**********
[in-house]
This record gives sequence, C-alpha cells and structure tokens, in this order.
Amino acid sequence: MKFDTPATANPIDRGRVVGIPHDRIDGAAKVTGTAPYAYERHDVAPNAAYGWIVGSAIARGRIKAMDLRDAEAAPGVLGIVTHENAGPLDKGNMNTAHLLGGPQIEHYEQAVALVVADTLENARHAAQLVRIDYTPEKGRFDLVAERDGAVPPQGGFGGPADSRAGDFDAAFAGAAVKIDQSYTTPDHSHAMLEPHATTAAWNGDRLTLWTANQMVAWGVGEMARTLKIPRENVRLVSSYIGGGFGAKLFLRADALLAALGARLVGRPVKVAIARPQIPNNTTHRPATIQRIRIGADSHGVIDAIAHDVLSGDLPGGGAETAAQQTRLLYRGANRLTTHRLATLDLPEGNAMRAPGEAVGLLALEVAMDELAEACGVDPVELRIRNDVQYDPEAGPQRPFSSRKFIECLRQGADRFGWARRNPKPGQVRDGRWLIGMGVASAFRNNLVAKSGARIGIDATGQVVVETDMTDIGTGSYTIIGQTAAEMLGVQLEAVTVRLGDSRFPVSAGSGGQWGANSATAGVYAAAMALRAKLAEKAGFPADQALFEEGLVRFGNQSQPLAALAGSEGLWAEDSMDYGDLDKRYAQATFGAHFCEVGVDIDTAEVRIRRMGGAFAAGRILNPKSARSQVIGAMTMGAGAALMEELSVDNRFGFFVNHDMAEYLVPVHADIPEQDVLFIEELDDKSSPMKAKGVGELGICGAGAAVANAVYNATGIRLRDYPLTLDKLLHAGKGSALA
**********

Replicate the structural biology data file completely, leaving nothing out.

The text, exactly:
[in-house]
This record gives sequence, C-alpha cells and structure tokens, in this order.
Amino acid sequence: MKFDTPATANPIDRGRVVGIPHDRIDGAAKVTGTAPYAYERHDVAPNAAYGWIVGSAIARGRIKAMDLRDAEAAPGVLGIVTHENAGPLDKGNMNTAHLLGGPQIEHYEQAVALVVADTLENARHAAQLVRIDYTPEKGRFDLVAERDGAVPPQGGFGGPADSRAGDFDAAFAGAAVKIDQSYTTPDHSHAMLEPHATTAAWNGDRLTLWTANQMVAWGVGEMARTLKIPRENVRLVSSYIGGGFGAKLFLRADALLAALGARLVGRPVKVAIARPQIPNNTTHRPATIQRIRIGADSHGVIDAIAHDVLSGDLPGGGAETAAQQTRLLYRGANRLTTHRLATLDLPEGNAMRAPGEAVGLLALEVAMDELAEACGVDPVELRIRNDVQYDPEAGPQRPFSSRKFIECLRQGADRFGWARRNPKPGQVRDGRWLIGMGVASAFRNNLVAKSGARIGIDATGQVVVETDMTDIGTGSYTIIGQTAAEMLGVQLEAVTVRLGDSRFPVSAGSGGQWGANSATAGVYAAAMALRAKLAEKAGFPADQALFEEGLVRFGNQSQPLAALAGSEGLWAEDSMDYGDLDKRYAQATFGAHFCEVGVDIDTAEVRIRRMGGAFAAGRILNPKSARSQVIGAMTMGAGAALMEELSVDNRFGFFVNHDMAEYLVPVHADIPEQDVLFIEELDDKSSPMKAKGVGELGICGAGAAVANAVYNATGIRLRDYPLTLDKLLHAGKGSALA